Genome pledge

Reihan Salam with an interesting post chronicling Razib Khan’s pledge to go public with his full genome (Reihan also pledges), to help address the collective action problem of not having many genomes public. Says Khan:

I expect to get my full genome sequenced in a few years, at the latest. When that happens, I’ll try and place it online at a public repository. Why? There’s something of a chicken and egg issue with the utility of genomes. The more you have out there, the more juice you can squeeze.

Reihan notes that many worry about making public their genome if they live in a nation with private health insurance, out of fear that such information will be used against them. To make this point, he uses a piece by Steven Cecchetti which asserts that scientific progress generally makes the movement toward a government run single payer insurance system inevitable, due to the presumably unlimited means with which to underwrite/identify health risk. Reihan disagrees, I think convincingly:

Though Cecchetti makes a strong case, I disagree that a single-payer health system is the inevitable outcome. Rather, the genomic revolution will require a rethinking of the health safety net. It really is inevitable that the taxpayer will foot the bill for many individuals with chronic ailments, etc. Yet a more market-oriented health system might also lead to more efficient providers, including more efficient providers of services to the most expensive patients, who account for an extraordinarily high share of system-wide costs….

A few points. First, the Genetic Information Non discrimination Act of 2008 (GINA) bans the use of genetic information for many purposes including employment and major medical health insurance (but not LTC insurance). I think the worry about genetic information destabilizing private insurance markets is most worrisome for relatively rare types of insurance, like LTC insurance, where it could theoretically be used under GINA. And it is not entirely clear that those at high risk are the ones always hurt by differential information in an insurance context.

Adverse selection is typically viewed as hurting the insurer only, but it can also harm lower risk consumers. The chance of this happening seems heightened with a very small market such as private LTCI. If the policy goal is to expand private coverage and to assign a fair premium, the use of genetic information could aid in achieving this goal if both “sides” know and understand the information. Of course, the larger the risk pool, the less important underwriting becomes.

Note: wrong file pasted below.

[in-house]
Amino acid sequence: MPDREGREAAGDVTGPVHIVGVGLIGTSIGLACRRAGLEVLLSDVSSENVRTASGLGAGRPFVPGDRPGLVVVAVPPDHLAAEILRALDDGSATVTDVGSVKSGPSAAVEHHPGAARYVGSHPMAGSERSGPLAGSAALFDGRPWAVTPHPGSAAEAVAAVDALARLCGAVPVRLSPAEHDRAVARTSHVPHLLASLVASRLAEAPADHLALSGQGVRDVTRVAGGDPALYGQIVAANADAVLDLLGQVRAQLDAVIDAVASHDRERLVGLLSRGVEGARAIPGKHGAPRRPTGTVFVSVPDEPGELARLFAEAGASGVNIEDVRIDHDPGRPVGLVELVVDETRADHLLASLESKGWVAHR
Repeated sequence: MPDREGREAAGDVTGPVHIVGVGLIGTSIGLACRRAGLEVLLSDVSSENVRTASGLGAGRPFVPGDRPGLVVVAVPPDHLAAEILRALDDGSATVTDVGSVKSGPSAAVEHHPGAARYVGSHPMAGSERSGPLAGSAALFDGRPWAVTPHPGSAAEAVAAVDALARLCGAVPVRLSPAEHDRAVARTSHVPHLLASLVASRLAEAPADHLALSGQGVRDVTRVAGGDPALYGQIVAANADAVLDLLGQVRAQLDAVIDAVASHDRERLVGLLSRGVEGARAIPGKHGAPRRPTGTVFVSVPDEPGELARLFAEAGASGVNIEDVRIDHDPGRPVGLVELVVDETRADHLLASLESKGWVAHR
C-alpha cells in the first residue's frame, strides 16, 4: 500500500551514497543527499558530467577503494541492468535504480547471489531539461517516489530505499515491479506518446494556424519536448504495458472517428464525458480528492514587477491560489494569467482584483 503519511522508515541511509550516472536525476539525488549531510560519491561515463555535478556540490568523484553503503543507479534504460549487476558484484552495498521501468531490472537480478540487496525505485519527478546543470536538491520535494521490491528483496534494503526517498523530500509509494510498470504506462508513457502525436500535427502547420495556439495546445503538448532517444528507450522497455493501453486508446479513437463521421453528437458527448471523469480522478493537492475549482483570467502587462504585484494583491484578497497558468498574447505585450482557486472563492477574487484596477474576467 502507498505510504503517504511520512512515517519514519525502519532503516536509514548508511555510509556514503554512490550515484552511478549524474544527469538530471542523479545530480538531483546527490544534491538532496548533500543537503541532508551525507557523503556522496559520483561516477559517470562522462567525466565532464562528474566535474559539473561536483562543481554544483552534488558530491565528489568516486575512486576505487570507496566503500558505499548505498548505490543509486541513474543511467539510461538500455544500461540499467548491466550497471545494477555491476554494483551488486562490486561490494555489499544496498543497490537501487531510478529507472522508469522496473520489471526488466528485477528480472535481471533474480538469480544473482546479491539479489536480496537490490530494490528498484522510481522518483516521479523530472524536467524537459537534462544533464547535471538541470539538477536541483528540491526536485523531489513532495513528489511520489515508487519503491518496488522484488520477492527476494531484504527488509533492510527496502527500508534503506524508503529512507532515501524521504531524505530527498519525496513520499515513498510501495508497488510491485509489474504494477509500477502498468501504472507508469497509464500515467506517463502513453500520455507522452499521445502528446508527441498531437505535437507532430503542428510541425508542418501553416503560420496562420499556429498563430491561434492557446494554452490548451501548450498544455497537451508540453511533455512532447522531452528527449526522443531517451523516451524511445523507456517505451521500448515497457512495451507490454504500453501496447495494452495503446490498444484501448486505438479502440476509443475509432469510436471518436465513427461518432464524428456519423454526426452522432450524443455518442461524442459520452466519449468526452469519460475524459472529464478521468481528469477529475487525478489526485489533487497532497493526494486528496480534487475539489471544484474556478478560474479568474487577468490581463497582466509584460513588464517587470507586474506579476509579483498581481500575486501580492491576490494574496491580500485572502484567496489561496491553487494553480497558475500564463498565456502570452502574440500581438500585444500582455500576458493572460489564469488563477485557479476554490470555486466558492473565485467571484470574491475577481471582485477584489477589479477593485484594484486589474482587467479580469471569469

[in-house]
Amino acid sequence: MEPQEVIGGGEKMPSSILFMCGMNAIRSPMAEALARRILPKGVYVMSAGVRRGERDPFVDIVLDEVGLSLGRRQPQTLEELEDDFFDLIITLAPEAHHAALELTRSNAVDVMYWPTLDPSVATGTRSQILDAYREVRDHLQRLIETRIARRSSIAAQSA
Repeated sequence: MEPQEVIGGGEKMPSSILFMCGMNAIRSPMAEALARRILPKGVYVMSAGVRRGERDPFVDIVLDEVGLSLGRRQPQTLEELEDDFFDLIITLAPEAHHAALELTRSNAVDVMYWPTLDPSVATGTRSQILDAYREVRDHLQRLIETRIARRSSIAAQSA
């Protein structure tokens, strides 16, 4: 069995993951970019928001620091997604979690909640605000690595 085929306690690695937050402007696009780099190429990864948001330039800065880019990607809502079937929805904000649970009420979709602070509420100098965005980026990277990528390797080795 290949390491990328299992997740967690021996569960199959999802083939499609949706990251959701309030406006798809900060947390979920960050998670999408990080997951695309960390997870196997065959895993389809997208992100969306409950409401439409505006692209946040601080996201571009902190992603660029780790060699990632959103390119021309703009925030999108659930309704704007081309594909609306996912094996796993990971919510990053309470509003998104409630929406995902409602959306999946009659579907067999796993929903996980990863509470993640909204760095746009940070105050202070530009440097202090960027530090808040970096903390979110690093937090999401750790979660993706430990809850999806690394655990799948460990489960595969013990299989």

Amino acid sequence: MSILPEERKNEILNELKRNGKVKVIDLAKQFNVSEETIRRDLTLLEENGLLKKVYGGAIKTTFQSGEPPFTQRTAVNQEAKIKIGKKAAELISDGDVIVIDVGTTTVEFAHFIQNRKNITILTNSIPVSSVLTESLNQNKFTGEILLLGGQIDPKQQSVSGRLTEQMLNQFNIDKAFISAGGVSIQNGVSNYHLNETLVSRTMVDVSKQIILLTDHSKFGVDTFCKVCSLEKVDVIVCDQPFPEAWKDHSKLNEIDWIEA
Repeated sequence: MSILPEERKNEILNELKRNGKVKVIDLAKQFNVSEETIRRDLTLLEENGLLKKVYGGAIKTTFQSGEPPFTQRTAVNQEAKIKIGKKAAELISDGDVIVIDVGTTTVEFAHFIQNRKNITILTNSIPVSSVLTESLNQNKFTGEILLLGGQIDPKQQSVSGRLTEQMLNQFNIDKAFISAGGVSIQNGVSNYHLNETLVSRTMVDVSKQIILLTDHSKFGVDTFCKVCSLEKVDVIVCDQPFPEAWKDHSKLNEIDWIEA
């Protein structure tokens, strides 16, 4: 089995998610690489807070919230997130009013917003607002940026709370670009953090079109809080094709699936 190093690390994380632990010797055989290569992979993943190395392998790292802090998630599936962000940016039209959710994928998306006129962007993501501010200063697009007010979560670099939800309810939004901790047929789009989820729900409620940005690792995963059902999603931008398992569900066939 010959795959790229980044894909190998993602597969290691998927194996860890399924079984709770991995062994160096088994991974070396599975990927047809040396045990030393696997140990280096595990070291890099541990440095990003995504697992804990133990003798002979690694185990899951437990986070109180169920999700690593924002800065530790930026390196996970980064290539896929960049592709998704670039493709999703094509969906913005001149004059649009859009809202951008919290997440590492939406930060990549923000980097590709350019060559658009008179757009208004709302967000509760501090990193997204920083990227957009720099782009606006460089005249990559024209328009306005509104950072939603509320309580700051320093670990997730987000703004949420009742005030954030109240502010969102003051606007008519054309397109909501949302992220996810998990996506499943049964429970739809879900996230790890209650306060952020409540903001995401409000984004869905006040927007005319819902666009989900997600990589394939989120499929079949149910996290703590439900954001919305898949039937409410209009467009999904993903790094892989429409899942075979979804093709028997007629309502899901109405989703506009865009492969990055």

A final point about making one’s genome public…my Duke colleague Misha Angrist has a great book Here is a Human Being: At the Dawn of Personal Genomics. It is a very interesting read and talks in detail of his decision to make his genome public. Most interesting is the discussion about how his choice would affect his daughter, who didn’t choose to go public (but lots is known about her genome).

Many opportunities, with many risks. I think Reihan big picture has it correct that genomics will require us to rethink many things; we need to react, but not over-react. That said, I don’t feel ready to make the pledge. I am not sure why.

update: small tweak and here is Misha’s blog genomeboy.


About Don Taylor
Professor of Public Policy at Duke University (with appointments in Business, Nursing, Community and Family Medicine, and the Duke Clinical Research Institute). I am one of the founding faculty of the Margolis Center for Health Policy, and currently serve as Chair of Duke's University Priorities Committee (UPC). My research focuses on improving care for persons who are dying, and I am co-PI of a CMMI award in Community Based Palliative Care. I teach both undergrads and grad students at Duke. On twitter @donaldhtaylorjr

6 Responses to Genome pledge

  1. Mary says:

    I won’t go public either. I think it’s fine for people to want to put theirs out there–nobody is stopping them.

  2. Mary says:

    Arrggh…the enter key entered that comment and I wasn’t done.

    We may be one election away from rolling back any legislation that prevents discrimination on pre-existing conditions.

    But I also don’t think that those with the lowest privacy threshold ought to set the tone for the discussion associated with privacy. That’s like letting teenagers choose the privacy settings for everyone on Facebook….

  3. Don Taylor says:

    Misha just tweeted my post like this RT @donaldhtaylorjr: I am not ready to pledge to make my Genome public //MA: nor should you ever be compelled to

    So not all who have taken this step think everyone should do the same. I think I am honestly not sure I want to know what mine “says” about me.

  4. Mary says:

    Yeah, I also just re-tweeted that 🙂 (but had to trim it a bit–damn 140 limit).

    Maybe you can tell me something if you are more deeply knowledgeable about GINA: I’ve seen it written that if you disclose stuff to your MD that might have come out of your presumably-private genome data, then it becomes part of your medical record and that may not be covered by GINA. Is that the case in your understanding?

    • Don Taylor says:

      I am not entirely sure about medical record. I understand GINA to ban the USE of the information for certain purposes (like employment discrimination, underwriting health insurance). I think there are legal reasons your medical record could be made public, and in a private insurance transaction an insurer could request your medical record (say for LTC insurance) and you could say no, but then so could they, so far as I can tell. It should be said there is no evidence that LTC insurance companies use genetic info in underwriting. I will look through some stuff I have on GINA; there may be a reader who will know more.

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